Looking back, it feels naive to think there was ever doubt about Chip Kelly’s coaching ability. When he took over as the Oregon Ducks’ head coach in 2009, they weren’t the elite juggernaut they are now. They were a good team moving upward, but they weren’t a consistent national championship contender. Oregon was losing Mike Bellotti, the main architect of its success. Kelly was a relatively inexperienced offensive coordinator. It would have been no surprise if Oregon had taken a downturn.
Instead, Kelly kicked Oregon up about three levels to become one of the elite and distinctive programs in the country. Oregon went on a tear of wins, using its blur offense and flashy uniforms to play for national titles and win a Rose Bowl. Today, to Husky fans’ terror, Oregon is the country’s coolest football program, and one of the most successful.
Kelly has now moved to the NFL to coach the Philadelphia Eagles, generating sighs of relief up and down the west coast. He is currently the most influential person in football, and his move and overall impact have clear implications for Seattle’s football teams, especially the Washington Huskies.
For those Husky fans agonizing over nine straight losses to Oregon (thus, all fans), Kelly’s move brings hope for a step back by the Ducks. New coach Mark Helfrich is extremely respected, and most expect him to be successful. Any coaching change brings potential for failure, however. Moreover, Helfrich could be successful by most standards and still fail to live up to Kelly’s level. Kelly is a football genius, and the chances of finding two coaches in a row at his level are slim. Helfrich should be fine, but Oregon might lose just a bit of the edge Kelly gave them.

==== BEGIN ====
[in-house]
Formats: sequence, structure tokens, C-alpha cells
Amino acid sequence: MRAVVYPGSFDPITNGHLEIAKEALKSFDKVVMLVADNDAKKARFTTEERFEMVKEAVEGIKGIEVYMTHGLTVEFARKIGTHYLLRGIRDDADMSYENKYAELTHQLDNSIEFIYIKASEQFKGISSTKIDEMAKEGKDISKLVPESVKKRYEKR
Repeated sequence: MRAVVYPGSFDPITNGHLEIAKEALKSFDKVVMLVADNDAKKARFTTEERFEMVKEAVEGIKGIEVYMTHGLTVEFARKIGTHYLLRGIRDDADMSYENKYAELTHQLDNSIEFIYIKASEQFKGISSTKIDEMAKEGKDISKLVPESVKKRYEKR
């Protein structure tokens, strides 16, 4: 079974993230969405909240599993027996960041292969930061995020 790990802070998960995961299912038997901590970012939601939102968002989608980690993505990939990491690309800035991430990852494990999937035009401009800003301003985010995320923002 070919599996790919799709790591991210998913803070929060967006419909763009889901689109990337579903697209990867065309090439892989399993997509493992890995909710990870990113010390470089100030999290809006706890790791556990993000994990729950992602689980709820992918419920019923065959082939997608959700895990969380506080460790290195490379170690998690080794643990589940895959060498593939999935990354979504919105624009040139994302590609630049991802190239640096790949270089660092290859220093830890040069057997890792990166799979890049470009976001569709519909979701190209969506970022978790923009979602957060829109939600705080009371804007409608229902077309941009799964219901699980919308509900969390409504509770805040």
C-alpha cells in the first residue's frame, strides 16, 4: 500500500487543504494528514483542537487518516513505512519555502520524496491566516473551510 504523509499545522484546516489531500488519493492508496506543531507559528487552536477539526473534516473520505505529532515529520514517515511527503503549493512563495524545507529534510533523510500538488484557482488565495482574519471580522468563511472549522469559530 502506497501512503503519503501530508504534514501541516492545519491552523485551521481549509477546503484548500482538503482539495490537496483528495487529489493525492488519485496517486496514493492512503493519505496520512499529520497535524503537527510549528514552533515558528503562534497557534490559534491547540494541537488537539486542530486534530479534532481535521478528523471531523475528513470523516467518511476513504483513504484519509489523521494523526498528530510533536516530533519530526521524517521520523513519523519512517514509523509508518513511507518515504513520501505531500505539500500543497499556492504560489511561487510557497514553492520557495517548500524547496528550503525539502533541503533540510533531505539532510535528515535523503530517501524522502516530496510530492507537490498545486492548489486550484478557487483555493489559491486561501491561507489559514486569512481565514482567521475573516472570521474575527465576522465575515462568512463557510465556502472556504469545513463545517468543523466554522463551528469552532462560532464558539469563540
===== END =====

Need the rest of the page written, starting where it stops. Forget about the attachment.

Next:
Closer to home, the Huskies could look rather Kelly-ish on the field this season. They spent the offseason installing a no-huddle offense that somewhat mimics Kelly’s attack at Oregon. It remains to be seen exactly how the offense will run, but it sounds like it will be similar in nature to past offenses, run at hurry up pace. The plays aren’t changing. The Huskies aren’t converting to a full spread attack. They’re just going to move at a much faster pace, without a huddle.
There are several reasons for this. For one, football is changing, and until teams figure out a way to keep up with these faster moving offenses, there’s an advantage to be had. It’s also a good fit for Keith Price’s skill set, and will hopefully aid a sometimes suspect offensive line.
As much as the change could help the offense, the hope is it will have an even greater impact on the Husky defense. Coaches are banking on the idea that seeing the no-huddle offense and practicing at the increased tempo will provide experience and conditioning to a defense that has struggled against hurry-up and spread offenses recently. Though it’s not guaranteed to work, the coaches should be commended for going to great lengths to improve the defense in whatever way possible.
Kelly has said his goal was never to have an offense moving at lightning speed. That was merely a byproduct of his effort to increase the number of practice reps for his players. He feels the best way to improve is to practice more, to run a play so many times that there is little room for error. Some coaches would practice longer; Kelly decided to practice faster. In the time one team might run 15 reps of a play, Kelly aims for 45, or more. The idea is so obvious it seems ludicrous all teams don’t operate in such a fashion. By all accounts, the Huskies have dramatically increased the speed of their practices. Hopefully, significant improvement will be the more important product of the no-huddle switch.